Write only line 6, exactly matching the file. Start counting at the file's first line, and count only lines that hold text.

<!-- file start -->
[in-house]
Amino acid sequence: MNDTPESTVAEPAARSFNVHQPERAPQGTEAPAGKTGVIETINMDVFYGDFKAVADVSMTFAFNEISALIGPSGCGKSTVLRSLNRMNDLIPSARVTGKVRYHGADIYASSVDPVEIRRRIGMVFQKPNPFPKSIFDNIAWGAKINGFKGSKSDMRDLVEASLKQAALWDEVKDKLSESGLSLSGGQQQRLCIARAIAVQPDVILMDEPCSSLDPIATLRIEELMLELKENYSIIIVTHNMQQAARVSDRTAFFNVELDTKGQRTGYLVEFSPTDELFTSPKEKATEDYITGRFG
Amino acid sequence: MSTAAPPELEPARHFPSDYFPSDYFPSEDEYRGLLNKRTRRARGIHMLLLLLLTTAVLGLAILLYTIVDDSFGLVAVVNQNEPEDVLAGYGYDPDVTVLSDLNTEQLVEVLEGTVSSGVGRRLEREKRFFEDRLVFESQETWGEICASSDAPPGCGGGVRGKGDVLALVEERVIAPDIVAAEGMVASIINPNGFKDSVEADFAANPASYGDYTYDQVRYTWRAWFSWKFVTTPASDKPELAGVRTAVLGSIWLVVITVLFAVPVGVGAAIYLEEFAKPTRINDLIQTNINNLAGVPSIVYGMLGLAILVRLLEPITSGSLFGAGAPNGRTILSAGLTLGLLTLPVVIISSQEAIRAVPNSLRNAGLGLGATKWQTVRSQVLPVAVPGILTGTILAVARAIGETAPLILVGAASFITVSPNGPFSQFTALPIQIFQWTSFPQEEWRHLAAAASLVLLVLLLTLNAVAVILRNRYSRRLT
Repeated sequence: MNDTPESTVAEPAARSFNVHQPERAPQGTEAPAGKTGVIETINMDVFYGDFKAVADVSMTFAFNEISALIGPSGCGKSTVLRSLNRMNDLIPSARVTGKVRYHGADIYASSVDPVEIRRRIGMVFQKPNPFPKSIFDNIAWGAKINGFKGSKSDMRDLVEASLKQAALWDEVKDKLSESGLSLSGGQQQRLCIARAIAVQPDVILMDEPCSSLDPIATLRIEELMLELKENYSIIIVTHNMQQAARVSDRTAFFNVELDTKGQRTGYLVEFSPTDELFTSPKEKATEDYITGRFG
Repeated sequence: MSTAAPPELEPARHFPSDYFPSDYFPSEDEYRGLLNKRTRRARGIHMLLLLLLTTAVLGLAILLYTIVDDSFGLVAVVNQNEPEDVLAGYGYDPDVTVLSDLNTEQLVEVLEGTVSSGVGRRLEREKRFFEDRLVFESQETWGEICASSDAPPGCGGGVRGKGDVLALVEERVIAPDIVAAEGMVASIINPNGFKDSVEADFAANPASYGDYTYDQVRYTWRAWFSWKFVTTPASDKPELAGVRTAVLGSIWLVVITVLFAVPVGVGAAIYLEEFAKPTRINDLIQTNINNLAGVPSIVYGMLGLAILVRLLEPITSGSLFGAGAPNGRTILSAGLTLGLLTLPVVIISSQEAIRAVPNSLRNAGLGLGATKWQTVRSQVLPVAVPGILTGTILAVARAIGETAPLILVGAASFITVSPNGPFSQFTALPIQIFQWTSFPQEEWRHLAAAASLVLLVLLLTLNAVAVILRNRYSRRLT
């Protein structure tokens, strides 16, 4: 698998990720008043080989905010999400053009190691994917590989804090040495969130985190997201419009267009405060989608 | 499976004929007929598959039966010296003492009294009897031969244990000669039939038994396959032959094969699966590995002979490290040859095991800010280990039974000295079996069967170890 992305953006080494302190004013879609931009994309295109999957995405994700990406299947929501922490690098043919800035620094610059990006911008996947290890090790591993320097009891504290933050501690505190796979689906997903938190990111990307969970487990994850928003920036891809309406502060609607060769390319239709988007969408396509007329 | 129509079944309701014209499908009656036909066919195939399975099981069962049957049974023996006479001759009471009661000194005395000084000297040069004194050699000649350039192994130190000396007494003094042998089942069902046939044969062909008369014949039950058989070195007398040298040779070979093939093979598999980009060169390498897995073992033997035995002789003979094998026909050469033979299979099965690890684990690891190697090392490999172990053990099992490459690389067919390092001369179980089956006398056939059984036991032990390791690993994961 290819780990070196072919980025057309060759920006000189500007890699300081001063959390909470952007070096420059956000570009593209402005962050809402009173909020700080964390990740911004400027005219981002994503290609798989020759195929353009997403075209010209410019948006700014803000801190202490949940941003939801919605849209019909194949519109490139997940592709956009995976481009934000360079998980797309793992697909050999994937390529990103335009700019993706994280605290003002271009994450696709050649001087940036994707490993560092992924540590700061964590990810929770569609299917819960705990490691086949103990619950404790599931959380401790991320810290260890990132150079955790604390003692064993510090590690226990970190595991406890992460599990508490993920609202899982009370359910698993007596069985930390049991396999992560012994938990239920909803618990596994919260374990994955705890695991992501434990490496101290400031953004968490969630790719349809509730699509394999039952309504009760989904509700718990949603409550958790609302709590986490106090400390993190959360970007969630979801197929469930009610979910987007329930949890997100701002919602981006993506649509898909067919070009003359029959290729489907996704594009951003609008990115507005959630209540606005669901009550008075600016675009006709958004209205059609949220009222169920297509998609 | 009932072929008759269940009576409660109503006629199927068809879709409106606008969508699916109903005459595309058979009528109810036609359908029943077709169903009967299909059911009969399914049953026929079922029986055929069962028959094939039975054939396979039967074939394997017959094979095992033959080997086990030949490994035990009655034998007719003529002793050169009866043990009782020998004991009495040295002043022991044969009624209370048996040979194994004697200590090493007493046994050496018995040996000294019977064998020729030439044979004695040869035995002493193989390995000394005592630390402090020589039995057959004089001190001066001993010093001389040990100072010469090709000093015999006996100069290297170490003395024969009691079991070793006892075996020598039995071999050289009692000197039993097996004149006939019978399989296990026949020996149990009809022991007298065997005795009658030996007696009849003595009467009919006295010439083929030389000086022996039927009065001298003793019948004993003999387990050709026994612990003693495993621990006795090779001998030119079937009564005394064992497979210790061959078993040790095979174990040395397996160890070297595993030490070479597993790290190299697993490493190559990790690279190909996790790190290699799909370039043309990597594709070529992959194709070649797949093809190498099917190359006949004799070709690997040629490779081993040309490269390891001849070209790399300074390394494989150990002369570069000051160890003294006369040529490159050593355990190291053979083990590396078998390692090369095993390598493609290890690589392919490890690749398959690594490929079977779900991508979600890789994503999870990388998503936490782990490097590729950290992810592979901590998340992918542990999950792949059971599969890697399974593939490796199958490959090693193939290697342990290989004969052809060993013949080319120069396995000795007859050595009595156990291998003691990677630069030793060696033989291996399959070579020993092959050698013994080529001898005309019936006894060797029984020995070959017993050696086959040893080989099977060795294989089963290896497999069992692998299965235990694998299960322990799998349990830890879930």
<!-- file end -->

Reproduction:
């Protein structure tokens, strides 16, 4: 698998990720008043080989905010999400053009190691994917590989804090040495969130985190997201419009267009405060989608 | 499976004929007929598959039966010296003492009294009897031969244990000669039939038994396959032959094969699966590995002979490290040859095991800010280990039974000295079996069967170890 992305953006080494302190004013879609931009994309295109999957995405994700990406299947929501922490690098043919800035620094610059990006911008996947290890090790591993320097009891504290933050501690505190796979689906997903938190990111990307969970487990994850928003920036891809309406502060609607060769390319239709988007969408396509007329 | 129509079944309701014209499908009656036909066919195939399975099981069962049957049974023996006479001759009471009661000194005395000084000297040069004194050699000649350039192994130190000396007494003094042998089942069902046939044969062909008369014949039950058989070195007398040298040779070979093939093979598999980009060169390498897995073992033997035995002789003979094998026909050469033979299979099965690890684990690891190697090392490999172990053990099992490459690389067919390092001369179980089956006398056939059984036991032990390791690993994961 290819780990070196072919980025057309060759920006000189500007890699300081001063959390909470952007070096420059956000570009593209402005962050809402009173909020700080964390990740911004400027005219981002994503290609798989020759195929353009997403075209010209410019948006700014803000801190202490949940941003939801919605849209019909194949519109490139997940592709956009995976481009934000360079998980797309793992697909050999994937390529990103335009700019993706994280605290003002271009994450696709050649001087940036994707490993560092992924540590700061964590990810929770569609299917819960705990490691086949103990619950404790599931959380401790991320810290260890990132150079955790604390003692064993510090590690226990970190595991406890992460599990508490993920609202899982009370359910698993007596069985930390049991396999992560012994938990239920909803618990596994919260374990994955705890695991992501434990490496101290400031953004968490969630790719349809509730699509394999039952309504009760989904509700718990949603409550958790609302709590986490106090400390993190959360970007969630979801197929469930009610979910987007329930949890997100701002919602981006993506649509898909067919070009003359029959290729489907996704594009951003609008990115507005959630209540606005669901009550008075600016675009006709958004209205059609949220009222169920297509998609 | 009932072929008759269940009576409660109503006629199927068809879709409106606008969508699916109903005459595309058979009528109810036609359908029943077709169903009967299909059911009969399914049953026929079922029986055929069962028959094939039975054939396979039967074939394997017959094979095992033959080997086990030949490994035990009655034998007719003529002793050169009866043990009782020998004991009495040295002043022991044969009624209370048996040979194994004697200590090493007493046994050496018995040996000294019977064998020729030439044979004695040869035995002493193989390995000394005592630390402090020589039995057959004089001190001066001993010093001389040990100072010469090709000093015999006996100069290297170490003395024969009691079991070793006892075996020598039995071999050289009692000197039993097996004149006939019978399989296990026949020996149990009809022991007298065997005795009658030996007696009849003595009467009919006295010439083929030389000086022996039927009065001298003793019948004993003999387990050709026994612990003693495993621990006795090779001998030119079937009564005394064992497979210790061959078993040790095979174990040395397996160890070297595993030490070479597993790290190299697993490493190559990790690279190909996790790190290699799909370039043309990597594709070529992959194709070649797949093809190498099917190359006949004799070709690997040629490779081993040309490269390891001849070209790399300074390394494989150990002369570069000051160890003294006369040529490159050593355990190291053979083990590396078998390692090369095993390598493609290890690589392919490890690749398959690594490929079977779900991508979600890789994503999870990388998503936490782990490097590729950290992810592979901590998340992918542990999950792949059971599969890697399974593939490796199958490959090693193939290697342990290989004969052809060993013949080319120069396995000795007859050595009595156990291998003691990677630069030793060696033989291996399959070579020993092959050698013994080529001898005309019936006894060797029984020995070959017993050696086959040893080989099977060795294989089963290896497999069992692998299965235990694998299960322990799998349990830890879930």